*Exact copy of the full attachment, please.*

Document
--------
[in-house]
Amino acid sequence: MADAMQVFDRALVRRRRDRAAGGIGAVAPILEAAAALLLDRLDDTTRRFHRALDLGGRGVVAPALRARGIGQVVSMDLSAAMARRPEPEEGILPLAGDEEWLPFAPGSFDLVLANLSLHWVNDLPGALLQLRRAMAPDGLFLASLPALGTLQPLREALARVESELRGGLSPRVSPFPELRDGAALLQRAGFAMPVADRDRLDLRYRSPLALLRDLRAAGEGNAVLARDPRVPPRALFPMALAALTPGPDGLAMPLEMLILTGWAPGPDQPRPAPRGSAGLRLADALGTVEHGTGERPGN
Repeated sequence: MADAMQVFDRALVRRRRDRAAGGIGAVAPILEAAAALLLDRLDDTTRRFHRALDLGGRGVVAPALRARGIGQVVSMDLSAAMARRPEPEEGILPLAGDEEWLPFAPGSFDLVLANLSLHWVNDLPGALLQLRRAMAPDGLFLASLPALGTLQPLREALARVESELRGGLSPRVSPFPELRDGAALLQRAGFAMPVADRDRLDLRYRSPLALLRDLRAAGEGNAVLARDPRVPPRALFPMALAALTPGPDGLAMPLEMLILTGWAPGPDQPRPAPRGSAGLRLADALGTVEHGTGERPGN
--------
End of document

[in-house]
Amino acid sequence: MADAMQVFDRALVRRRRDRAAGGIGAVAPILEAAAALLLDRLDDTTRRFHRALDLGGRGVVAPALRARGIGQVVSMDLSAAMARRPEPEEGILPLAGDEEWLPFAPGSFDLVLANLSLHWVNDLPGALLQLRRAMAPDGLFLASLPALGTLQPLREALARVESELRGGLSPRVSPFPELRDGAALLQRAGFAMPVADRDRLDLRYRSPLALLRDLRAAGEGNAVLARDPRVPPRALFPMALAALTPGPDGLAMPLEMLILTGWAPGPDQPRPAPRGSAGLRLADALGTVEHGTGERPGN
Repeated sequence: MADAMQVFDRALVRRRRDRAAGGIGAVAPILEAAAALLLDRLDDTTRRFHRALDLGGRGVVAPALRARGIGQVVSMDLSAAMARRPEPEEGILPLAGDEEWLPFAPGSFDLVLANLSLHWVNDLPGALLQLRRAMAPDGLFLASLPALGTLQPLREALARVESELRGGLSPRVSPFPELRDGAALLQRAGFAMPVADRDRLDLRYRSPLALLRDLRAAGEGNAVLARDPRVPPRALFPMALAALTPGPDGLAMPLEMLILTGWAPGPDQPRPAPRGSAGLRLADALGTVEHGTGERPGN